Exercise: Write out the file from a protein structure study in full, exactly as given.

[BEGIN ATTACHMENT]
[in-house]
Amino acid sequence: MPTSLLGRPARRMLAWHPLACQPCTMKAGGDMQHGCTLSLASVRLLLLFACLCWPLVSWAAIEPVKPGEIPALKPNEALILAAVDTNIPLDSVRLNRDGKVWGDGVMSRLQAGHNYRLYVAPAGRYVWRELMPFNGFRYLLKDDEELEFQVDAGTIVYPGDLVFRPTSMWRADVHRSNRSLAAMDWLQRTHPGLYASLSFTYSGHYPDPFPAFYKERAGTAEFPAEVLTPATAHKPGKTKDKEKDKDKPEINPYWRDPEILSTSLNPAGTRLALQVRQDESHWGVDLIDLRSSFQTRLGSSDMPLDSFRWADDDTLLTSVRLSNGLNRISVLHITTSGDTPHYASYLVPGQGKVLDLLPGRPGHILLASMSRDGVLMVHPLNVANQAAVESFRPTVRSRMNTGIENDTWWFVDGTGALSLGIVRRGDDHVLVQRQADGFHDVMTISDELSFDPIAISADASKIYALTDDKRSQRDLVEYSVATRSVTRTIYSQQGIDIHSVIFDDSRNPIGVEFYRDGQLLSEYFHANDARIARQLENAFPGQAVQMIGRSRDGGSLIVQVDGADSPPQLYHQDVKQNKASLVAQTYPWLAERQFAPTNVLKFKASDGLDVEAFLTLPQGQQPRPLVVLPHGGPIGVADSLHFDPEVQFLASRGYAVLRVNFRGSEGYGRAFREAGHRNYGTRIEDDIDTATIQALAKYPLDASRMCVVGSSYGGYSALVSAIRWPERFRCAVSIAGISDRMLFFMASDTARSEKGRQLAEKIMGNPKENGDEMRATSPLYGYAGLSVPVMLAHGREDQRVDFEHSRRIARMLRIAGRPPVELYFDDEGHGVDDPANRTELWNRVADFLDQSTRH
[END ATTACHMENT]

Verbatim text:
[in-house]
Amino acid sequence: MPTSLLGRPARRMLAWHPLACQPCTMKAGGDMQHGCTLSLASVRLLLLFACLCWPLVSWAAIEPVKPGEIPALKPNEALILAAVDTNIPLDSVRLNRDGKVWGDGVMSRLQAGHNYRLYVAPAGRYVWRELMPFNGFRYLLKDDEELEFQVDAGTIVYPGDLVFRPTSMWRADVHRSNRSLAAMDWLQRTHPGLYASLSFTYSGHYPDPFPAFYKERAGTAEFPAEVLTPATAHKPGKTKDKEKDKDKPEINPYWRDPEILSTSLNPAGTRLALQVRQDESHWGVDLIDLRSSFQTRLGSSDMPLDSFRWADDDTLLTSVRLSNGLNRISVLHITTSGDTPHYASYLVPGQGKVLDLLPGRPGHILLASMSRDGVLMVHPLNVANQAAVESFRPTVRSRMNTGIENDTWWFVDGTGALSLGIVRRGDDHVLVQRQADGFHDVMTISDELSFDPIAISADASKIYALTDDKRSQRDLVEYSVATRSVTRTIYSQQGIDIHSVIFDDSRNPIGVEFYRDGQLLSEYFHANDARIARQLENAFPGQAVQMIGRSRDGGSLIVQVDGADSPPQLYHQDVKQNKASLVAQTYPWLAERQFAPTNVLKFKASDGLDVEAFLTLPQGQQPRPLVVLPHGGPIGVADSLHFDPEVQFLASRGYAVLRVNFRGSEGYGRAFREAGHRNYGTRIEDDIDTATIQALAKYPLDASRMCVVGSSYGGYSALVSAIRWPERFRCAVSIAGISDRMLFFMASDTARSEKGRQLAEKIMGNPKENGDEMRATSPLYGYAGLSVPVMLAHGREDQRVDFEHSRRIARMLRIAGRPPVELYFDDEGHGVDDPANRTELWNRVADFLDQSTRH